There’s a basic “Lite” model and a “Premium” version that adds $3,000 to the price. The extra money buys you a bigger touchscreen interface (6.9” instead of 5.8”), full leather upholstery and GPS navigation. Nissan importer Tan Chong has additional discounts for financing, trade-in and insurance that total up to $4,500, so you could conceivably book a Pulsar for $101,800 with COE. During the Motorshow itself the company is throwing in $200 of petrol vouchers, free solar film and a free dashboard camera.
The Pulsar actually shares its major mechanical underpinnings with the Renault Mégane (the French connection is there because Nissan and Renault have a corporate alliance), but what’s under the bonnet should be familiar to Nissan fans: it’s the same 1.2-litre DIG-T engine that powers the Qashqai, which means it has a fuel-saving direct injection cylinder head and a turbocharger. It sends 115 horsepower and 165Nm of peak torque to the front wheels via Nissan’s Xtronic CVT (Continuously Variable Transmission).
The CVT probably blunts the performance somewhat (0 to 100km/h takes 12.7 seconds) but it does a lot for fuel economy: the Pulsar averages just 5.1L/100km. It all adds up to an interesting car that combines some French DNA with a frugal Japanese drivetrain, and a name that carries some history.
Renault Mégane Sedan 1.5T dCi
Price: From $109,999 with COE
Two Mégane body styles are being unveiled at the Motorshow, but it’s the Sedan that is bound to make the bigger splash here. For one thing, Singapore is still largely a four-door market. For another, it’s the Sedan version of the car that seems to work better with the Mégane’s wide new face.
We tested it with the 1.5-litre turbodiesel that powers a number of models in the Nissan-Renault Alliance (including the Infiniti Q30) and even a few cars from Mercedes, but it’s in here that the engine has somehow found a bit of refinement. From inside the cabin, at least, it no longer clatters like someone at the factory forgot to tighten a few bolts.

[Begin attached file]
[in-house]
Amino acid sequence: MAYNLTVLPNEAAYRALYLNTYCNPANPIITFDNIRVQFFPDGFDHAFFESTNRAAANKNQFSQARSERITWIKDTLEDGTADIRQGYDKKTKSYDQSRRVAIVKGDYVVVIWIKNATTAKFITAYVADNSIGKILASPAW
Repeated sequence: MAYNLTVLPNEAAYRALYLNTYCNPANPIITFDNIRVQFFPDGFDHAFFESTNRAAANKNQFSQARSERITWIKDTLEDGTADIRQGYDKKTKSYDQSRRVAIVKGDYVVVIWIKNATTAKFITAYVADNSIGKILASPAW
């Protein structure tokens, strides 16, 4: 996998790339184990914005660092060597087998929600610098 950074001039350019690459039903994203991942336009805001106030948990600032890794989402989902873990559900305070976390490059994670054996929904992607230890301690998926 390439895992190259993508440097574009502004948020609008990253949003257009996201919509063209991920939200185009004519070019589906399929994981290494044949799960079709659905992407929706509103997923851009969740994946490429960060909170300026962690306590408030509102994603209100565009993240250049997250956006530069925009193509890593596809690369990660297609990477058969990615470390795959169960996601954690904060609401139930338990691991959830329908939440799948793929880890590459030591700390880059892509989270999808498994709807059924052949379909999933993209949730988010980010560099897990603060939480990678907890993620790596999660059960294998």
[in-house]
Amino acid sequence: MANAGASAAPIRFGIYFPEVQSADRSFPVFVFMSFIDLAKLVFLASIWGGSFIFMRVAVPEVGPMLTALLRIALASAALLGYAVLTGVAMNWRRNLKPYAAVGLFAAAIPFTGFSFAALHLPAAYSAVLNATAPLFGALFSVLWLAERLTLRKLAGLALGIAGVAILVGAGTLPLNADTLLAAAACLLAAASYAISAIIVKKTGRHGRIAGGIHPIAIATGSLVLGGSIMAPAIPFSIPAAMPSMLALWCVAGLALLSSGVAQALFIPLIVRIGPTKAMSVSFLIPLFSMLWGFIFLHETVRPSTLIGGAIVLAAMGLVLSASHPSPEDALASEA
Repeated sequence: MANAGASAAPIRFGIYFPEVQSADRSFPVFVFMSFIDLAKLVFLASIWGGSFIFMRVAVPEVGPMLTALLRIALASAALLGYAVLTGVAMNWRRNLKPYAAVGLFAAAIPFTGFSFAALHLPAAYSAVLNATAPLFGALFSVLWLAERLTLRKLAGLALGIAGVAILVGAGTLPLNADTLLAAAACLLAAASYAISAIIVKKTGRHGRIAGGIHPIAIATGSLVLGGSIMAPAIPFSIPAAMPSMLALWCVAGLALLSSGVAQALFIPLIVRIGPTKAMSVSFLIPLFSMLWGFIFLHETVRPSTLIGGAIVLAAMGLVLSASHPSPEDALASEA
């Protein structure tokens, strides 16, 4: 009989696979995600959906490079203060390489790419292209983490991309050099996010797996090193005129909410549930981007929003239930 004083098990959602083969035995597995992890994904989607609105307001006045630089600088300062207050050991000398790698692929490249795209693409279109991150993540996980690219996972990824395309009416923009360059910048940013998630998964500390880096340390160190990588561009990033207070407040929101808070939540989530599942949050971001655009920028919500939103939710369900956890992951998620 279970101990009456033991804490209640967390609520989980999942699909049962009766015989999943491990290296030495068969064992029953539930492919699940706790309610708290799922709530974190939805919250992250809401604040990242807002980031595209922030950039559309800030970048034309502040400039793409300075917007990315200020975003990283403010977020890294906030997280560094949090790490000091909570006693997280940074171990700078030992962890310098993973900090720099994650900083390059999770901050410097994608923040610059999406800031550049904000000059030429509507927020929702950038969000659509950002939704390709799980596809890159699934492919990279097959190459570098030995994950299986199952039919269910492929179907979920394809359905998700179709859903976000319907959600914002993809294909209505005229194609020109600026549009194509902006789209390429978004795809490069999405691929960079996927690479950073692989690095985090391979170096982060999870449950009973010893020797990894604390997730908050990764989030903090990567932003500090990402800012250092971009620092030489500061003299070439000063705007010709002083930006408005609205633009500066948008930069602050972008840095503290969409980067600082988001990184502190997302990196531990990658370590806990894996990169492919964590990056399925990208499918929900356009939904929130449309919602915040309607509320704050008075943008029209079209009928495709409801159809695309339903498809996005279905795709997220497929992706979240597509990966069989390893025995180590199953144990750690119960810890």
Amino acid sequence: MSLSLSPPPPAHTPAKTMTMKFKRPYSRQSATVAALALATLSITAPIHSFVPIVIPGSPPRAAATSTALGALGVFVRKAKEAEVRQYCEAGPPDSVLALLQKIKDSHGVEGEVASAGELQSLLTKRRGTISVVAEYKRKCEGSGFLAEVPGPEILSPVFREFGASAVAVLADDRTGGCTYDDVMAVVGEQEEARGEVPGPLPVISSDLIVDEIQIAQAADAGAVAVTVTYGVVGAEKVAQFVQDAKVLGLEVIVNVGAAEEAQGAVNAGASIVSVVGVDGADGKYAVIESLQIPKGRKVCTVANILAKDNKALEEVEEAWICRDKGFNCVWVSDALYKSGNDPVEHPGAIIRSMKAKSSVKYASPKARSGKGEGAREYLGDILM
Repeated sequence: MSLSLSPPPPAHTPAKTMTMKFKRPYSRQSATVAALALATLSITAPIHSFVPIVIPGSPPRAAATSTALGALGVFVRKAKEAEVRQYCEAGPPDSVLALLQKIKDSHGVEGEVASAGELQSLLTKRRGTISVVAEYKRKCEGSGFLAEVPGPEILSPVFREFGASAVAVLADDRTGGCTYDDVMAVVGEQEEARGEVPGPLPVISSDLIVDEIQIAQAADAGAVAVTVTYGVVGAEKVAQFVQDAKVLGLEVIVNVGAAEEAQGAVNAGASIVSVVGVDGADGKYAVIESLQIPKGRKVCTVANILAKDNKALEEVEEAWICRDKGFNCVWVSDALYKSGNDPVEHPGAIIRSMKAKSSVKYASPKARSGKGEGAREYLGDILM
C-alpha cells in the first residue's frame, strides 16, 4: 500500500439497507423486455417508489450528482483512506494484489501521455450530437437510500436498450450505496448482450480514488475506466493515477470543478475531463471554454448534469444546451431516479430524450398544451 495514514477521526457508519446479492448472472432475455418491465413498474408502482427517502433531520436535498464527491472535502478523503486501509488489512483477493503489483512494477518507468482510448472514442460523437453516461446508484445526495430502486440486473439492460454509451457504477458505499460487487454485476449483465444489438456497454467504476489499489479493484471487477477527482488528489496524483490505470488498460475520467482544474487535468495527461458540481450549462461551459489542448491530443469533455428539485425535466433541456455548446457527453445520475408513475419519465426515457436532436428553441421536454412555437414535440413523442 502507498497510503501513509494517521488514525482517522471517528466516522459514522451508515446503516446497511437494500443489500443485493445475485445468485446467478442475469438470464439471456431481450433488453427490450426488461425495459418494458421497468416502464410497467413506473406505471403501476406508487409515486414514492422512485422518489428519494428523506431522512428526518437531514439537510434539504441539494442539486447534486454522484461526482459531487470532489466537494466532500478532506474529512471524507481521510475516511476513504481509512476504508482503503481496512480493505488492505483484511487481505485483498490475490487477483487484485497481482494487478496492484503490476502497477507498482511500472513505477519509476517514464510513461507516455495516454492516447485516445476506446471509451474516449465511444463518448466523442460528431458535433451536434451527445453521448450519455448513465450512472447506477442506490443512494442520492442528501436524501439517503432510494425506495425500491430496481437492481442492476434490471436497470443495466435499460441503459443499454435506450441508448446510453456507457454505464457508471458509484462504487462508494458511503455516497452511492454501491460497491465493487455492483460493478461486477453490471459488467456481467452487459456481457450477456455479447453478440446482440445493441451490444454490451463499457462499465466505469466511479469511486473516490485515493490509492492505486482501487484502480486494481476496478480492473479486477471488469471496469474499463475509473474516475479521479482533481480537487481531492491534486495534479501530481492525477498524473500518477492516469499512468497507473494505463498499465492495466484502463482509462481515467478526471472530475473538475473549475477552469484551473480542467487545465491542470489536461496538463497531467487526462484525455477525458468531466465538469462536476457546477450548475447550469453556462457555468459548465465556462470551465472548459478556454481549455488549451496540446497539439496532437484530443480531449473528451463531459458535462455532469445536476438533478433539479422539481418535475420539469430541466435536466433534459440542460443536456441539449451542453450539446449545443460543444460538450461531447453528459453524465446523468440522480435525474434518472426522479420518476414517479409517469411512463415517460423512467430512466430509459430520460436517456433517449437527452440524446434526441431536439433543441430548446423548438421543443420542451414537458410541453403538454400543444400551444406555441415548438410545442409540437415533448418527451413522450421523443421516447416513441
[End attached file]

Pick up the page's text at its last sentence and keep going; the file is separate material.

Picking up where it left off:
A full $30,000 CEVS rebate helps with the Renault’s pricing, and a basic model lists for $109,999. Add $5,000 for the Privilege spec, which includes extras like a blind spot monitoring system, additional chrome trim, a larger touchscreen entertainment system (8.7” instead 7”), different driving modes and an auto-dimming rear view mirror.
In case you were wondering, the five-door hatchback costs $114,999 for the GT Line model (1.5T dCi) and $138,999 for the Mégane GT, which has a 1.6-litre turbo engine with 205 horsepower.
Inside, the new Megane actually feels quite posh in places, with soft-touch plastics up front (the back of the car is a different matter).
Low, low fuel economy will be something the Mégane Sedan will count on to win buyers, with a fuel consumption figure of 3.7L/100km. You’re unlikely to get close to that in real world conditions, but diesel is cheaper than petrol anyway, so the Mégane could still be one of the cheapest cars to feed.
The new car replaces the Renault Fluence and revives a name that was once popular here, along with an attribute that has been a bit of a Mégane Sedan tradition: a huge boot.
BONUS CAR: Suzuki Ignis 1.2L